It was a pity, mid-afternoon two days previously on New Year’s Eve: that Clairy Browne and the Bangin’ Rackettes’ poor crowd-management skills were equal only to their impeccable live performance. “There’s always gotta be 10 fuck-wits in the crowd,” Clairy admonished. “If you keep throwing those fucking glow-sticks, I’m going to fuck your shit up,” she said, with right-middle finger not subtly extended toward the stage-front crowd. Needless to say, a shock-and-awe-style hail of glow-sticks followed this tirade. The Roots’ amphitheatre set was planned to ring in my own quite solitary new year, but a vague recollection that I enjoyed their music (other than The Seed (2.0), feat. Cody Chestnutt) proved unfounded. It just wasn’t Auld Lang Syne sorta music. Even techno would have worked better, and I haven’t liked that shit since I was 25. So instead, the countdown was spent at Falls’ The Village adjacent small-stage, lounging with two Carlton Drys, a cigarette and listening to Rapskallion’s cabaret-style Spanish beats and genuine confusion as to exactly what time it was. Minutes into 2014, I was accosted by a lesbian gumboot saleswoman and her male and female fellow-stall attendants.
They were searching for The Party, but I could not help them. (This was because I had, ahem, “work” to do the next day, beginning with enjoying Chet Faker at noon, and wished not to sleep in.) After witnessing a cowboy version of Iggy Pop who’d – deliberately, of course – forgotten to button his fly, in The Village, my notes I’d planned on diligently keeping throughout the week ended quite prematurely with a scribble on the Friday morning of The Traffic Jam: “No NYE kiss.” Luckily, I did not completely drown my memory in lady liquor. From the first day, Monday, rarely did I not see someone enjoying one of the many swings scattered below the grounds’ many larger trees. In The Village earlier that first evening a strange shadow-animation film played, in which a Chinese prince was trying to save his lover from the Emperor. And earlier that day, a girl fell from her chair and started having a seizure while I waited a step away for my lunch burger at the food court. Her friends quickly rallied to her assistance, which left me standing there all in an awkward mild shock, thinking: “Holy shit.”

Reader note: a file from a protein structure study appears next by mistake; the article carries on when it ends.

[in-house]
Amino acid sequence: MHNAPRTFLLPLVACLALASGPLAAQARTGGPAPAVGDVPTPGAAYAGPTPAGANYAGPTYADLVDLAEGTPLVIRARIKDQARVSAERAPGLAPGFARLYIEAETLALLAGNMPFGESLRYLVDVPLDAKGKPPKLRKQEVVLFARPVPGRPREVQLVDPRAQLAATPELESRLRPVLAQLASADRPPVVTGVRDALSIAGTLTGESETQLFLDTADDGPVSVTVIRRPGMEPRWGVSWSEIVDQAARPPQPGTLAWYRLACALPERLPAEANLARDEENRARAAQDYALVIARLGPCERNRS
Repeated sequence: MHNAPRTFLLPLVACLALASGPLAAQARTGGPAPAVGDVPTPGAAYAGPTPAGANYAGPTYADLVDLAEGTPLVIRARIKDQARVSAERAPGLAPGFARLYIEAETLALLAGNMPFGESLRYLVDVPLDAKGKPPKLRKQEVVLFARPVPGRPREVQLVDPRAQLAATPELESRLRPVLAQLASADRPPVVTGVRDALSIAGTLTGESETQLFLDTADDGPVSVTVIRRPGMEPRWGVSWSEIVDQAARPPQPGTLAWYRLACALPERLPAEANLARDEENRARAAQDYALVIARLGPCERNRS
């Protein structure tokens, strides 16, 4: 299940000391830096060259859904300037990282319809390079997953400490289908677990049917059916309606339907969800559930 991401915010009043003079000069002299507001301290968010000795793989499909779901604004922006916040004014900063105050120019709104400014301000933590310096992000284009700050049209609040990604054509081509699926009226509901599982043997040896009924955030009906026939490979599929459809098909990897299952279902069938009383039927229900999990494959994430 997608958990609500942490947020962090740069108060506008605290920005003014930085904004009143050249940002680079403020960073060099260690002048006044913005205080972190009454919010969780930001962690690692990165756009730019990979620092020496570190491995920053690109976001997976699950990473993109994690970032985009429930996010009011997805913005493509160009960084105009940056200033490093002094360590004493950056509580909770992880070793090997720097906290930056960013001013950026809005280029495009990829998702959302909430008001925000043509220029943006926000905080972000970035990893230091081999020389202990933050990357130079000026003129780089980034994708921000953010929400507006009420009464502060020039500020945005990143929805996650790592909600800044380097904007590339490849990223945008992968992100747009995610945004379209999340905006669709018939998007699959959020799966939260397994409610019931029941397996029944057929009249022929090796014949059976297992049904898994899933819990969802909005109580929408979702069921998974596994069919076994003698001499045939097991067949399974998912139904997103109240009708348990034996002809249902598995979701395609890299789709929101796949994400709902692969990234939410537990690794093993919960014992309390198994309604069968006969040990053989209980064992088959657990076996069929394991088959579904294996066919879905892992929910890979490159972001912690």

At some unidentifiable time and day I had a chance encounter with my best mate’s brother in law, who was gloriously decked out in an orange hi-vis vest and rubbish collection tongs. His colleague said they’d be on-site until the following Friday, not only collecting piles of wind-blown waste but also taking down tents many festival goers simply “walked away” from come Friday. Mid-afternoon on NYE, a good looking blonde girl with adult braces confused me no end by loudly calling my name then embracing me in a hug as I wandered deliriously back to my tent for a nap. I not terribly quickly realised she was the girlfriend of a good mate – who would arrive New Year’s Day in the trailer park area, with another mate, his girlfriend and her friend. I woke during that eventual nap, on my back, spread eagled and with my hands behind me, to a girl saying: “That looks like some kind of an invitation.”